The files laid bare al Qaeda's history in its own words--how it grew from a network backing anti-Soviet fighters in Afghanistan in the late 1980s into a global crusade against infidels everywhere. There was correspondence about moving weapons, money, and people; an organizational chart; and documents on the group's involvement in the Bosnian and Sudan civil wars in the early 1990s, then in Chechnya, in 1995. In a court filing unsealed in April this year, U.S. prosecutors called the files "a treasure-trove." Of special note was a handwritten list of names, topped by a verse from the Koran--"And spend for God's cause"--followed by 20 wealthy donors to the al Qaeda network, dating apparently from the late '80s. Known as the Golden Chain, the roster included some of Saudi Arabia's wealthiest men: three billionaire bankers, top industrialists, and a former government minister. After each man appeared a second name, in parenthesis, suggesting who received money from the donor. "Osama" appeared after seven entries.
America had taken bin Laden seriously only in 1998, after he destroyed two U.S. Embassies in Africa. But "Osama's History" showed unmistakably how the Saudi multimillionaire had declared war on the United States back in 1991, how for a decade he had branded America the "head of the snake" and rationalized the killing of American civilians. But perhaps the most striking find were the handwritten minutes of an Aug. 11, 1988, meeting. It was there that bin Laden and others agreed on "the establishment of a new military group" consisting of three units, one to be called, in Arabic, Qaeda, or Base. A week later at bin Laden's home, they held a second meeting--for three days--that led to the official founding of the new entity. "Work of al Qaeda commenced on 9/10/1988 with a group of 15 brothers . . ." concluded the report. "And thanks be to God."
Half-Dead Bob. By early 2002, America and its allies had locked up nearly 1,000 al Qaeda members and supporters. Planeloads of captives from Afghanistan soon filled the holding pens of Camp X-Ray, the hastily built prison at the U.S. naval base in Guantanamo Bay, Cuba. Some inmates left a lasting impression on their keepers, among them an emaciated fellow they called Half-Dead Bob.
The Arab fighter had come to Gitmo, as the base is called, weighing a bare 66 pounds last year. He had shrapnel wounds, suffered from tuberculosis, and had lost a lung. Army Maj. Gen. Michael Dunlavey vividly remembers his first encounter with "Bob." Dunlavey ran interrogations at the base until November of last year. By the time they met, Bob was making a rapid recovery. He had put on 50 pounds and, sitting across a table from Dunlavey, he thanked him for the food and medical treatment. "General, you are probably a good Christian," Dunlavey recalls him saying. "And you are probably a good man. But if I ever get free, I will kill you."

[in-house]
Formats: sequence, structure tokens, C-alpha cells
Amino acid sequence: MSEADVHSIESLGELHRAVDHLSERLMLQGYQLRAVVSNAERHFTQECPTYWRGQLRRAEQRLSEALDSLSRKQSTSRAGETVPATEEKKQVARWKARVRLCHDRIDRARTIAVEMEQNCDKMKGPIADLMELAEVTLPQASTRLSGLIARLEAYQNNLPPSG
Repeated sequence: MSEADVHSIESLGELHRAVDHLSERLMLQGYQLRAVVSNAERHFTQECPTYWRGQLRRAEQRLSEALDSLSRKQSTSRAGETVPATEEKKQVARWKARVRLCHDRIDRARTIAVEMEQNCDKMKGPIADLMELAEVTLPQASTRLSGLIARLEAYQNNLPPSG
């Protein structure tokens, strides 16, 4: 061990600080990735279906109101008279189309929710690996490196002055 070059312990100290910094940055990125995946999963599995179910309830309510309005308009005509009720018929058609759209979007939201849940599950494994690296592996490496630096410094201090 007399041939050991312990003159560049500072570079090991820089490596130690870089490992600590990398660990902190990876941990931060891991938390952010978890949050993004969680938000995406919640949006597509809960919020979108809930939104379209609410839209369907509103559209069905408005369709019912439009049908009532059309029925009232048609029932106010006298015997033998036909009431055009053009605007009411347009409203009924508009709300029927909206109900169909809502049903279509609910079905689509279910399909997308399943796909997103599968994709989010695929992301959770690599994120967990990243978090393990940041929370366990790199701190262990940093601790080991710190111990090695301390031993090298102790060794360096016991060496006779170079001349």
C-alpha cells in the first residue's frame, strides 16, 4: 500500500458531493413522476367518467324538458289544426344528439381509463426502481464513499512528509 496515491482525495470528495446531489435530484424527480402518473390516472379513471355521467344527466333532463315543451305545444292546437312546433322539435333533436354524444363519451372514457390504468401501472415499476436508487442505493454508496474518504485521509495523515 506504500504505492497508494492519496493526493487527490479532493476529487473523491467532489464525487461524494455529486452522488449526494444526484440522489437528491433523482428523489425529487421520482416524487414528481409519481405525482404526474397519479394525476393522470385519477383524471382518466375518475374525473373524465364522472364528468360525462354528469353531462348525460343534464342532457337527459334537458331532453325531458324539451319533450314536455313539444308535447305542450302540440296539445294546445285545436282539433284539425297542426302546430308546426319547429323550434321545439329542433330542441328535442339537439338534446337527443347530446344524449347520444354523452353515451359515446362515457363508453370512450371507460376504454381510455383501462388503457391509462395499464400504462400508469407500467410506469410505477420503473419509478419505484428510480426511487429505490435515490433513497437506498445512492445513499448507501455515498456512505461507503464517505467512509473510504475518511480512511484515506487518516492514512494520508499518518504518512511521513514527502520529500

Dunlavey, a 57-year-old Army reservist and state trial judge in Erie, Pa., has rarely spoken publicly; his remarks come from a March speech at a Washington conference. Like many officials at Gitmo, Dunlavey came away alarmed by the interrogations. Like Half-Dead Bob, most appeared willing to die as martyrs. "These people are implacably committed to apocalyptic terrorism," Dunlavey concluded. "Their goal is the absolute destruction of America as we know it."
By last spring, Gitmo was filled with some 660 of Bob's fellow travelers. As a group, they reflect al Qaeda's extraordinary reach, hailing from no less than 42 countries (though nearly one fifth come from Saudi Arabia). From the start, the new prison was controversial, with human-rights groups raising questions about the detainees' legal status and treatment. Washington considers them not prisoners of war but "enemy combatants" subject to the military's justice system. They have been shackled, blindfolded, and forced to stand or kneel in the same position for hours. They have no access to attorneys. Moreover, the group has ranged in age from young teenagers to the elderly, and the intelligence value of many has been minimal. Criticism from U.S. allies prompted Secretary of State Colin Powell to write an April 14 letter to the Pentagon, arguing for release of some detainees.
While some may have been in the wrong place at the wrong time, officials close to the interrogations can tick off a series of high-profile cases in which the prisoners have proved useful. Gitmo detainees helped place "American Taliban" John Walker Lindh in an al Qaeda camp, for example, and gave tips that led to the breakup of alleged al Qaeda cells in Morocco and Lackawanna, N.Y.
Gitmo, though, is only one node in a network of holding centers and prisons the United States began using in the war on terrorism. There are a half-dozen others, all of them overseas and inaccessible to the press and the public. In Jordan, the CIA uses a special center at the country's remote al Jafr Prison, where it has shipped up to 100 al Qaeda suspects for initial interrogations (box, Page 22). In Afghanistan, the Pentagon and the CIA run major interrogation centers at bases in Bagram and Kandahar, where some 70 prisoners are still believed held. Another facility is at the joint British-American base on Diego Garcia. A tiny speck of real estate in the Indian Ocean, the island was once called "Gilligan's Island with guns" by Stars and Stripes, the military newspaper. U.S. interrogations, employing so-called stress-and-duress techniques, have also come under fire from human-rights groups. The tactics range from sensory overload--use of bright, 24-hour lighting and the playing of loud music--to sleep deprivation. But the most troubling questions are reserved for prisons run by friendly Muslim governments. The CIA has helped move dozens of detainees not only to Jordan but also to Egypt, Morocco, and even Syria. Dubbed "renditions," the transfers have stirred concern by critics over those nations' records for torture.